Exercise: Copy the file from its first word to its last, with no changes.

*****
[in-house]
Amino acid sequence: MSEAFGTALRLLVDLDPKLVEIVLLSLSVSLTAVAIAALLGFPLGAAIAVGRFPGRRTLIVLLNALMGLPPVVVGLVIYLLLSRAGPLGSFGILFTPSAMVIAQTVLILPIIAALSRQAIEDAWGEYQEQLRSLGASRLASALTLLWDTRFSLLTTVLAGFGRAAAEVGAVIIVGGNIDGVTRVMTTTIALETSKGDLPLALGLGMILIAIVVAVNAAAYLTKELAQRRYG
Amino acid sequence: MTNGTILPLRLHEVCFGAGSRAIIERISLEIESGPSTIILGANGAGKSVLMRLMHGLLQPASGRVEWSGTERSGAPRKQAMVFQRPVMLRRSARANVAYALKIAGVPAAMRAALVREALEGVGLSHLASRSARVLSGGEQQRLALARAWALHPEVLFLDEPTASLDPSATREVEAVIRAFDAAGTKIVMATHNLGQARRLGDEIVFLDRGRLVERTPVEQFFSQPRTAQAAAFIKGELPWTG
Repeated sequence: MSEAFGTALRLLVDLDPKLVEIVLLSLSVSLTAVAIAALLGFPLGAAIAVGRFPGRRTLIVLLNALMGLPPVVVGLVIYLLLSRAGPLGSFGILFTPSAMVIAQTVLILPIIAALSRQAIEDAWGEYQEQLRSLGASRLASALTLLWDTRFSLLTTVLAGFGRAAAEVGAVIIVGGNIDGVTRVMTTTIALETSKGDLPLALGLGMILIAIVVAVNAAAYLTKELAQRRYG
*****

[in-house]
Amino acid sequence: MSEAFGTALRLLVDLDPKLVEIVLLSLSVSLTAVAIAALLGFPLGAAIAVGRFPGRRTLIVLLNALMGLPPVVVGLVIYLLLSRAGPLGSFGILFTPSAMVIAQTVLILPIIAALSRQAIEDAWGEYQEQLRSLGASRLASALTLLWDTRFSLLTTVLAGFGRAAAEVGAVIIVGGNIDGVTRVMTTTIALETSKGDLPLALGLGMILIAIVVAVNAAAYLTKELAQRRYG
Amino acid sequence: MTNGTILPLRLHEVCFGAGSRAIIERISLEIESGPSTIILGANGAGKSVLMRLMHGLLQPASGRVEWSGTERSGAPRKQAMVFQRPVMLRRSARANVAYALKIAGVPAAMRAALVREALEGVGLSHLASRSARVLSGGEQQRLALARAWALHPEVLFLDEPTASLDPSATREVEAVIRAFDAAGTKIVMATHNLGQARRLGDEIVFLDRGRLVERTPVEQFFSQPRTAQAAAFIKGELPWTG
Repeated sequence: MSEAFGTALRLLVDLDPKLVEIVLLSLSVSLTAVAIAALLGFPLGAAIAVGRFPGRRTLIVLLNALMGLPPVVVGLVIYLLLSRAGPLGSFGILFTPSAMVIAQTVLILPIIAALSRQAIEDAWGEYQEQLRSLGASRLASALTLLWDTRFSLLTTVLAGFGRAAAEVGAVIIVGGNIDGVTRVMTTTIALETSKGDLPLALGLGMILIAIVVAVNAAAYLTKELAQRRYG